No More Commissions?

Commissions have long been the bane of investing. In the past, investors trading relatively small amounts of stock could expect to pay commissions worth several percent of their investment, and most mutual funds took up to 8.5% off the top when you made a deposit to your account. With the emergence of pioneering discount brokers such as Schwab (Nasdaq: SCHW  ) , commissions started to become more reasonable for small investors.

Now, the race to the bottom has finally reached the finish line. Wells Fargo (NYSE: WFC  ) has joined Bank of America (NYSE: BAC  ) in planning to offer commission-free trading for their customers. Yet even though these firms won't be earning money from stock trading, their offers may still generate big profits.

What you get
Each offer gives you the opportunity to make a certain number of trades without having to pay commissions. At Bank of America, you can make up to 30 commission-free stock trades each month. Wells Fargo gives you 100 trades each year without commissions.

Having this number of free trades available allows investors to consider strategies that are otherwise too costly, even at discounted commission rates. For instance, investors could implement monthly investing programs in which they buy small numbers of shares of several different companies. To obtain a more diversified portfolio, investors could buy shares of exchange-traded funds. Even if you have only enough to buy a single share, a free commission makes it both practical and affordable. In contrast, even a low commission in the $5 to $10 range makes this strategy much too expensive.

What they get
Of course, neither of these companies would be offering free commissions on stock trades if there weren't something in it for them. Both companies require customers who want to take advantage of commission-free stock trading to have substantial banking relationships with them. Bank of America requires a minimum of $25,000 on deposit in a checking account, savings account, CD, or IRA. Wells Fargo requires the same amount, but it's somewhat more liberal about including other types of relationships to count toward the $25,000 total. For instance, the Wells Fargo program allows you to count 10% of your outstanding mortgage loan balance toward qualifying for free trades. Other products, such as credit cards and trust accounts, may also be included for qualification purposes.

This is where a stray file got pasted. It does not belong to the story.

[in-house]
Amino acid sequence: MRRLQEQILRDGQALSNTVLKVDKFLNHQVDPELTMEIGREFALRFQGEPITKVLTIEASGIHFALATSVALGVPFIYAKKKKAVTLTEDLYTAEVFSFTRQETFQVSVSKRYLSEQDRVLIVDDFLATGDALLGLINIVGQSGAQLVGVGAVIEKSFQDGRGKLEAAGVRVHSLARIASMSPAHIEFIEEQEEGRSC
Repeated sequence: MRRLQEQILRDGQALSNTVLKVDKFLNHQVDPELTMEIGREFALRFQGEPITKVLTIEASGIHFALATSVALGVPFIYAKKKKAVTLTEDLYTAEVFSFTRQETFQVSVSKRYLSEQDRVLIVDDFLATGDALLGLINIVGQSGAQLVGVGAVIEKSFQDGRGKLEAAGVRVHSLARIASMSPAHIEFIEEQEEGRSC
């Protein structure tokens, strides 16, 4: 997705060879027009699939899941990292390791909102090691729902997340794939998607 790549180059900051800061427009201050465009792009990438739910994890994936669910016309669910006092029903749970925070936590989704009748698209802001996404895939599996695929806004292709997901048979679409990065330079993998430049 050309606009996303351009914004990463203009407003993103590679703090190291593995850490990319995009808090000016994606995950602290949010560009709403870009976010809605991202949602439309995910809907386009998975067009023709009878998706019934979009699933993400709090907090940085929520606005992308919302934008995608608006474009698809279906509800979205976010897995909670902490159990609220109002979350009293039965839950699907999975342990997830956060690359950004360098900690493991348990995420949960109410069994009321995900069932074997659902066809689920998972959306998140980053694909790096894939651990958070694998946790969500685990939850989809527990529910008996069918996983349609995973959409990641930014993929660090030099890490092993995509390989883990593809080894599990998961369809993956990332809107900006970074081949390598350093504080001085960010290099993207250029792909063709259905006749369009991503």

Clearly, both companies hope that requiring customers to use other financial services to get the benefit of commission-free trading will prove profitable. At Bank of America, investing $25,000 in a standard money market savings account would currently only earn interest at a 1.25% rate. Some competitors offer savings accounts paying 5% interest or more. Over the course of a year, the difference would amount to nearly $1,000 of lost interest. On the other hand, some Bank of America products, such as CDs, pay interest closer to market rates. If you want to take advantage of these no-commission offers, be careful to choose savings options that won't cost you greater returns.

If you already have relationships with either of these banks, you may be able to take advantage of these offers without making any changes to your finances. Wells Fargo's decision to count mortgage loan balances toward its required limit is especially helpful. On the other hand, the offer makes it more difficult for you to change banks. If you're counting on your mortgage to qualify for free trades, you'll be less likely to refinance with another lender.

Hidden risks
Even though saving on stock commissions is a smart move that can save you hundreds of dollars each year, you should watch out for a few things. Just because the trades are free, you don't have to use your entire allotment. Since many people want to take maximum advantage of a bargain, you may be tempted to find reasons to use all of your free transactions, even if it means trading in and out of stocks you'd ordinarily just hold. Having free trades may make it easier to add smaller amounts of money to your existing portfolio, but if your overall investing strategy has been successful, don't change it just to use up your free trades.

Also, if you choose to participate in one of these programs, keep your eyes peeled for any future changes in terms and conditions. True, the discount brokerage industry is so competitive that using bait-and-switch tactics to lure customers would probably backfire. Still, there's no guarantee that you'll be able to enjoy free trading forever. Given the many fees often involved in transferring assets from one brokerage firm to another, you don't want to have to move your investments very often.

As the trend in commission pricing moves toward zero, astute investors can benefit from competition among discount brokerage firms. By keeping a critical eye toward on a particular broker's motives in lowering its commissions, you can be sure to make the decision that's best for your overall finances -- not just your trading costs.

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Fool contributor Dan Caplinger still pays a buck or two for most of his stock trades. He doesn't own shares of the companies mentioned in this article. Schwab is a Motley Fool Stock Advisor pick, while Bank of America got the nod from Motley Fool Income Investor. The Fool's disclosure policy is part of our bargain with you.


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